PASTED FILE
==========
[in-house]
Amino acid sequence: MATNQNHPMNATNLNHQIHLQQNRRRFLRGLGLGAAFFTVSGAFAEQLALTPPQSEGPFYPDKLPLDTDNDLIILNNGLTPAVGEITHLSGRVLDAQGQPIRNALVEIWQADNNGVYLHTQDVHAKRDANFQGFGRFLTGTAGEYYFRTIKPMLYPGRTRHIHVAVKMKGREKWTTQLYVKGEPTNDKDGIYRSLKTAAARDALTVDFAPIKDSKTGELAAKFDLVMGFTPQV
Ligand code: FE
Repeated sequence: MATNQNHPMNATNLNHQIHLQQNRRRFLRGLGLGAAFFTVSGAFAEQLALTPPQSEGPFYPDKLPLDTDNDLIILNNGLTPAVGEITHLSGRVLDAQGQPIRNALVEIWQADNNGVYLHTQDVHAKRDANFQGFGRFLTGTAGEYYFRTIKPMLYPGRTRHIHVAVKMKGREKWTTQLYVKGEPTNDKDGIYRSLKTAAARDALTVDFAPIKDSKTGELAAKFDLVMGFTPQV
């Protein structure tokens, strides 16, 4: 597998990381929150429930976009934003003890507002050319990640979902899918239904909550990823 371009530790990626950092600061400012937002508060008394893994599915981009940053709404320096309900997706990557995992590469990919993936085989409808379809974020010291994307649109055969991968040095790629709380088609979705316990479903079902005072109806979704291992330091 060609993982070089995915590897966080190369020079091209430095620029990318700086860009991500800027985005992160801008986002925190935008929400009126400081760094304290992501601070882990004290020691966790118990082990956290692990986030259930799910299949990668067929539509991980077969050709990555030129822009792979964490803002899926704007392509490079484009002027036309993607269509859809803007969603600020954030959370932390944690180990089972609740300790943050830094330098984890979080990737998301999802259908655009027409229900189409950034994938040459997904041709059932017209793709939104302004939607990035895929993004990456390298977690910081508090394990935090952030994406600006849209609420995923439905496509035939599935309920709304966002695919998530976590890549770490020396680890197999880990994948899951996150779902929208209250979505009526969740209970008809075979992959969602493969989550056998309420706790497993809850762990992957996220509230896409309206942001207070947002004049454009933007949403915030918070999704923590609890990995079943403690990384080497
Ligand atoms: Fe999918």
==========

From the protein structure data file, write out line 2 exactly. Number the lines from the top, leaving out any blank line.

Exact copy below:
Amino acid sequence: MATNQNHPMNATNLNHQIHLQQNRRRFLRGLGLGAAFFTVSGAFAEQLALTPPQSEGPFYPDKLPLDTDNDLIILNNGLTPAVGEITHLSGRVLDAQGQPIRNALVEIWQADNNGVYLHTQDVHAKRDANFQGFGRFLTGTAGEYYFRTIKPMLYPGRTRHIHVAVKMKGREKWTTQLYVKGEPTNDKDGIYRSLKTAAARDALTVDFAPIKDSKTGELAAKFDLVMGFTPQV